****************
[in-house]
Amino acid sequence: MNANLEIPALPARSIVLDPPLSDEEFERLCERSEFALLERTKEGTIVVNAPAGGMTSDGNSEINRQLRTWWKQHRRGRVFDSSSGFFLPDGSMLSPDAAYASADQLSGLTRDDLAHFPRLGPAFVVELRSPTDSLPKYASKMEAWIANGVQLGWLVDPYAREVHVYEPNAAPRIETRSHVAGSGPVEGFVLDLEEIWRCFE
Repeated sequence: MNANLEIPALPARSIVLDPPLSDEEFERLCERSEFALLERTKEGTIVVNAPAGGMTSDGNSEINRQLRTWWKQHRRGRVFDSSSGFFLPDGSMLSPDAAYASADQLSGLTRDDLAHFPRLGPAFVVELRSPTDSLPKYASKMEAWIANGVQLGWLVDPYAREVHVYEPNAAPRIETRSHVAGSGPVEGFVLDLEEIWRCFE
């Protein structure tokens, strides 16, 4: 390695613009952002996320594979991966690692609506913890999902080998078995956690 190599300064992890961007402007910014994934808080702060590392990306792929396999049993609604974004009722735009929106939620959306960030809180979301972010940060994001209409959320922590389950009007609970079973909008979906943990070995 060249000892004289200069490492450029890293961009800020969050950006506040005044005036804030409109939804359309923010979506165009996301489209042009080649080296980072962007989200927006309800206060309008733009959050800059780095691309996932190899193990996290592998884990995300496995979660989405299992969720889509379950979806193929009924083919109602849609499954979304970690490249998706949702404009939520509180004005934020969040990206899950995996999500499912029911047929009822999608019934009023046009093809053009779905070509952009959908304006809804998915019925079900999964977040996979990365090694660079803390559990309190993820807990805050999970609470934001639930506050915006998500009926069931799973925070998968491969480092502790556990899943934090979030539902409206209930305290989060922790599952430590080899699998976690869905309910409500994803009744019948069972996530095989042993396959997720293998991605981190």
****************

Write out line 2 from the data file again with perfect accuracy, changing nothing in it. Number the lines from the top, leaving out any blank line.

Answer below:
Amino acid sequence: MNANLEIPALPARSIVLDPPLSDEEFERLCERSEFALLERTKEGTIVVNAPAGGMTSDGNSEINRQLRTWWKQHRRGRVFDSSSGFFLPDGSMLSPDAAYASADQLSGLTRDDLAHFPRLGPAFVVELRSPTDSLPKYASKMEAWIANGVQLGWLVDPYAREVHVYEPNAAPRIETRSHVAGSGPVEGFVLDLEEIWRCFE